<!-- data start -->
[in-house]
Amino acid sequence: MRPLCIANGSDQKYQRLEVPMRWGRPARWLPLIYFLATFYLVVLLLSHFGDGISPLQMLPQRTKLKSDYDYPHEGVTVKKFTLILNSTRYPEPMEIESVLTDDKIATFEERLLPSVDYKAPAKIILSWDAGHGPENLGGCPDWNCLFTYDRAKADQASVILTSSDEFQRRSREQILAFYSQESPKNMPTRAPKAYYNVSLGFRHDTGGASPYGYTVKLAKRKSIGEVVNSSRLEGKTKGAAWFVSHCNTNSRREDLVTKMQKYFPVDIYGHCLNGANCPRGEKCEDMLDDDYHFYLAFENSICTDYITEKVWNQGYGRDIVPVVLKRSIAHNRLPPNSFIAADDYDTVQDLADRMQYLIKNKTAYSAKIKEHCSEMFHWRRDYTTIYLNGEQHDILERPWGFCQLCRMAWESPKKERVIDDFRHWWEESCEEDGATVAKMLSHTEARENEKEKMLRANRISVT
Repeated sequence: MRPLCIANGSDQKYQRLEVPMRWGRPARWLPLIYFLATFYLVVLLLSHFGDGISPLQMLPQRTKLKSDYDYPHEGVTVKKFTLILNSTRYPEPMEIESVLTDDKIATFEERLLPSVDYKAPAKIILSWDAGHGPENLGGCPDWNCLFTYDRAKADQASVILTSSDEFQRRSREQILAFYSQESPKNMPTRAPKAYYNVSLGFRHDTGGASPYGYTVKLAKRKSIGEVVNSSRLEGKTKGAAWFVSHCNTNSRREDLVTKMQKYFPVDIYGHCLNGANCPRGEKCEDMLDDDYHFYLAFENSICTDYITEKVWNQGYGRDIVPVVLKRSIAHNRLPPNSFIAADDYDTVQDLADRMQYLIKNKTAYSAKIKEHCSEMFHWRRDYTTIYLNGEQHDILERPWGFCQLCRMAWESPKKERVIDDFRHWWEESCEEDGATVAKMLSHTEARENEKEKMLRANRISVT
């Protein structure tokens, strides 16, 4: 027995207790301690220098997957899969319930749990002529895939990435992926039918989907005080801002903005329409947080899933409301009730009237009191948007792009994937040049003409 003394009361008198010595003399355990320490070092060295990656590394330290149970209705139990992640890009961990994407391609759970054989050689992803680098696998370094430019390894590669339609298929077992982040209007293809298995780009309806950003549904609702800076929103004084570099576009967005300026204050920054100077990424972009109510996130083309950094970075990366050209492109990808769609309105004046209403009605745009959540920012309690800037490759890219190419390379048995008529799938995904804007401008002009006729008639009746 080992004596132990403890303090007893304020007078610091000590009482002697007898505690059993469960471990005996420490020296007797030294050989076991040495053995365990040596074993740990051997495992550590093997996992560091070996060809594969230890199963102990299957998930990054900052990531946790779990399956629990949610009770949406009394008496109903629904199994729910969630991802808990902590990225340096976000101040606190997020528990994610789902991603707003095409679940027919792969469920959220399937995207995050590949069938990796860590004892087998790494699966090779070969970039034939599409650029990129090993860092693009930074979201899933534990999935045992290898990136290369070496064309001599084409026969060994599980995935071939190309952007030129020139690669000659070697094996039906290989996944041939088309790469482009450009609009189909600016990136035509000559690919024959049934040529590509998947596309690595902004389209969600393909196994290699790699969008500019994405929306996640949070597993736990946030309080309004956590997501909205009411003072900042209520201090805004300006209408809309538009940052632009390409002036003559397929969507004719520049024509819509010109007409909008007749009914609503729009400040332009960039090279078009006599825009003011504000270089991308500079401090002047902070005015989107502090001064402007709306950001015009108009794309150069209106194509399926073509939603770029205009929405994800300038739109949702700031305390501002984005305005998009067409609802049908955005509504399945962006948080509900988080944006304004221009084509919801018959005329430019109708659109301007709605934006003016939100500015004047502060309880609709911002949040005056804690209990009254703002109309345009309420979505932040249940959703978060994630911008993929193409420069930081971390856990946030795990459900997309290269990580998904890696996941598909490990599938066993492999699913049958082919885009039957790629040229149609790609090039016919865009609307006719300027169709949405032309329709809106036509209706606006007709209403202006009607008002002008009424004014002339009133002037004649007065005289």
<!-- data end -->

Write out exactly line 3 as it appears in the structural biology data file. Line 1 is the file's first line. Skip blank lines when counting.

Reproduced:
Repeated sequence: MRPLCIANGSDQKYQRLEVPMRWGRPARWLPLIYFLATFYLVVLLLSHFGDGISPLQMLPQRTKLKSDYDYPHEGVTVKKFTLILNSTRYPEPMEIESVLTDDKIATFEERLLPSVDYKAPAKIILSWDAGHGPENLGGCPDWNCLFTYDRAKADQASVILTSSDEFQRRSREQILAFYSQESPKNMPTRAPKAYYNVSLGFRHDTGGASPYGYTVKLAKRKSIGEVVNSSRLEGKTKGAAWFVSHCNTNSRREDLVTKMQKYFPVDIYGHCLNGANCPRGEKCEDMLDDDYHFYLAFENSICTDYITEKVWNQGYGRDIVPVVLKRSIAHNRLPPNSFIAADDYDTVQDLADRMQYLIKNKTAYSAKIKEHCSEMFHWRRDYTTIYLNGEQHDILERPWGFCQLCRMAWESPKKERVIDDFRHWWEESCEEDGATVAKMLSHTEARENEKEKMLRANRISVT